Illegal Forex Transfers Cost Chinabank Payments $4.2 Million

Illegal Forex Transfers Cost Chinabank Payments $4.2 Million

Transactions related to unauthorized gambling websites cost third-party payment processor a record $4.2 million in fines. The State Administration of Foreign Exchange imposed the fine on the company.

A record fine or monitoring issues

Chinabank Payments was fined by the authorities for its apparent lapse in monitoring activities. The company is a unit of JD.com, an e-commerce giant. It is owned by JD Finance and is based in Beijing. The fine will directly affect JD.com’s finances and goodwill.

Illegal Forex Transfers Cost Chinabank Payments $4.2 Million

According to the authorities, Chinabank was helping residents in the mainland to transfer foreign currencies illegally across the border. Some of these transactions were also made to gambling websites licensed outside of China. The lapses took place between May 2017 and May 2018. They have accused several other payment channels in the country of similar violations.

The company acknowledged these problems back in 2017 when it said that it failed to supervise the access rights of some of its users because of which some external merchants made illegal transactions using their platform. According to the company, it made an internal investigation and expelled the merchants for their transactions.

The payment processor says that it is supportive of the decision taken by the regulators. The company then apologized for the issues and said that it is reflecting on its business very seriously because of the issues. The company also apologized for the negative impact it had on the industry.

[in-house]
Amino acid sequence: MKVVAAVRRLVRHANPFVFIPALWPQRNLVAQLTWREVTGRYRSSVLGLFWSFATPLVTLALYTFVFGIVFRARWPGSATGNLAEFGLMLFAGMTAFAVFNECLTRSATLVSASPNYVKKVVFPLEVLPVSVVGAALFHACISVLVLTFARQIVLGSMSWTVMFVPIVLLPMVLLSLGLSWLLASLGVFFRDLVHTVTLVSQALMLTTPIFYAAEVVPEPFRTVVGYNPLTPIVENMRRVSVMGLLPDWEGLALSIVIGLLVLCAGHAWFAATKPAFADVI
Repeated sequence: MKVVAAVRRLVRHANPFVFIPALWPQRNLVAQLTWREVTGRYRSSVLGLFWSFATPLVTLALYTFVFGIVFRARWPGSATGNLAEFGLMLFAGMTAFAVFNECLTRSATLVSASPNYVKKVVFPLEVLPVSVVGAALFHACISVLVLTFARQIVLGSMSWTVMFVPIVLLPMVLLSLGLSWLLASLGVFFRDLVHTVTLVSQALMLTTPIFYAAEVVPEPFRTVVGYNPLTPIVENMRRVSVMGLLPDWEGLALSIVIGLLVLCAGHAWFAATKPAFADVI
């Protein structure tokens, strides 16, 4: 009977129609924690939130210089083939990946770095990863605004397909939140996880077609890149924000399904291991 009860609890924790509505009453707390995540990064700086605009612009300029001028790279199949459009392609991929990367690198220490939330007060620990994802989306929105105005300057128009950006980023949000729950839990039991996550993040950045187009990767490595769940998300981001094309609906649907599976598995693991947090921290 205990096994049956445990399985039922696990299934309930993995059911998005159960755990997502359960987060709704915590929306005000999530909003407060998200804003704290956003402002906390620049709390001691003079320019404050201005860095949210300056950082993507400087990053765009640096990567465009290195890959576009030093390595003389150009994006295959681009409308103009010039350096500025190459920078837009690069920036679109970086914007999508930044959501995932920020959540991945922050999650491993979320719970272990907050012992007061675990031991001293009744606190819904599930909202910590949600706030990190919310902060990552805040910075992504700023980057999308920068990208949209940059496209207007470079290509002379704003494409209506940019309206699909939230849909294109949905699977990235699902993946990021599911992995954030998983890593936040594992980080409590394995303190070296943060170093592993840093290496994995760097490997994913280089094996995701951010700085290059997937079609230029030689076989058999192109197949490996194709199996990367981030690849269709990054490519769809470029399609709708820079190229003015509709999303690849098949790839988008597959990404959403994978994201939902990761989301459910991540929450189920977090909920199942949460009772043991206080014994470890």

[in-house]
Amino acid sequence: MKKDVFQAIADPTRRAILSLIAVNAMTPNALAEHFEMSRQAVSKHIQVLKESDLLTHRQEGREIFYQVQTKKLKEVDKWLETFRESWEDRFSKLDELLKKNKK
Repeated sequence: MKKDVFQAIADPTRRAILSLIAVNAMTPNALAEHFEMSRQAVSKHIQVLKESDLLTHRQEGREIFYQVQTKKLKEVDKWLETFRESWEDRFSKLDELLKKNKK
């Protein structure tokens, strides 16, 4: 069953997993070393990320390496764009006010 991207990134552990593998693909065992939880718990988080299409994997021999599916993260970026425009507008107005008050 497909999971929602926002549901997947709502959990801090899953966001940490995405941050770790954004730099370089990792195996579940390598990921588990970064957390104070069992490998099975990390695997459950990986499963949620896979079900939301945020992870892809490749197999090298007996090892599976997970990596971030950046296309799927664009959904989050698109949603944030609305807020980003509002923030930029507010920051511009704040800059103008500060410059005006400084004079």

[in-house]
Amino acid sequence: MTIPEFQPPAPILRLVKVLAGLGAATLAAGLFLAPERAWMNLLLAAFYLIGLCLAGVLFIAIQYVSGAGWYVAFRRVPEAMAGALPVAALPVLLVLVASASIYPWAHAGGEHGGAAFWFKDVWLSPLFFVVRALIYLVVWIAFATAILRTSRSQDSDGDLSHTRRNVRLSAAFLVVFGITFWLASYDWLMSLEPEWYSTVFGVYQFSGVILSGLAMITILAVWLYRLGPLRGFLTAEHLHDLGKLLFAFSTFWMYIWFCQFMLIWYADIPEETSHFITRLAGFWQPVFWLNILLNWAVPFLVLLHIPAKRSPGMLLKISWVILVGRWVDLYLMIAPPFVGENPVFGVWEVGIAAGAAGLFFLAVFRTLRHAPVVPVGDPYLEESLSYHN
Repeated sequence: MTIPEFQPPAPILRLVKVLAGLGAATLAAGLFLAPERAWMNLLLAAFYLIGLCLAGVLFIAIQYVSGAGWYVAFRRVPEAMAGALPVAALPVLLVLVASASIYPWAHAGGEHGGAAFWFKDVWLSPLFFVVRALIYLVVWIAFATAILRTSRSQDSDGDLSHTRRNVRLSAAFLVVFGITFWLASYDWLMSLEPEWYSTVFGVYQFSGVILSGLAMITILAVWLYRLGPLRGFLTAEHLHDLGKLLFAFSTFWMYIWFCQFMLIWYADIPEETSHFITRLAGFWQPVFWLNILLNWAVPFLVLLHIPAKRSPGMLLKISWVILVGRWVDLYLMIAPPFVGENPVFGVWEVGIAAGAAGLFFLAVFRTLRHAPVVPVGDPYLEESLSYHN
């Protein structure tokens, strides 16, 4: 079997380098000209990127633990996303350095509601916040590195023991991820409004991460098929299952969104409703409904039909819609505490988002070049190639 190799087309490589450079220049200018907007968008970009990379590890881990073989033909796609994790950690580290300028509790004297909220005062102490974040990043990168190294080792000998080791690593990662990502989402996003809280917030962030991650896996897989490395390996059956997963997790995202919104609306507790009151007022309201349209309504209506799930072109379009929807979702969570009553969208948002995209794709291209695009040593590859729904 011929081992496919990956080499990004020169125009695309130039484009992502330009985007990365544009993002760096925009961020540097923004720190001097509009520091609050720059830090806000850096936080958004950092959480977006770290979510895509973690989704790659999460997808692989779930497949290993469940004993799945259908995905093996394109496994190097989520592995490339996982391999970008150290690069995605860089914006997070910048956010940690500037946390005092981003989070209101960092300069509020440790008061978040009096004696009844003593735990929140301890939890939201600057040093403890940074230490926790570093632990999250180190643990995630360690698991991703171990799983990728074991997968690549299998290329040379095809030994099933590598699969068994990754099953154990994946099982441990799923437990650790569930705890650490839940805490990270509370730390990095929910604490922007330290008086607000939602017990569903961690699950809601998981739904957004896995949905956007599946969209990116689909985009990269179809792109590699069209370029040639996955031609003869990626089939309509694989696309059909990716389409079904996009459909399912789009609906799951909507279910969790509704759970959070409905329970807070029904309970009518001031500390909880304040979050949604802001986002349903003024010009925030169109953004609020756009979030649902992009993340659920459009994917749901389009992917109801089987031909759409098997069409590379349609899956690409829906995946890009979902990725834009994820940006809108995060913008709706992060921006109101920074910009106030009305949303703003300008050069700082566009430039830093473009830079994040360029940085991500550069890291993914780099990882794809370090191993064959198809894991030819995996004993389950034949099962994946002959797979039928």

What happens next?

The local media outlets have reported that illegal gambling operations in question were based in Cambodia. Some of these websites had names similar to some popular casinos in Macau. This includes names like SJM Holdings’ Lisboa and Las Vegas Sands. The media also reports that some 1.2 million customers recently engaged with the online operation based in Sihanoukville.

Problems in the gaming industry have become very rampant in China, especially those related to international foreign brands. At the beginning of this month, law enforcement authorities disrupted a similar large-scale multinational operation in Nanchang, the provincial capital of Jiangxi. These operations had collected $4.3 billion in wagers from about 1.2 million punters.

The ring was based in Preah Sihanouk province of Cambodia, where about 200 people were based in the region. The operation has a number of websites operating right now, including Macau Casino and Golden Lisboa. These casino operations deliberately try to imitate the names of established operations in order to sound legitimate.

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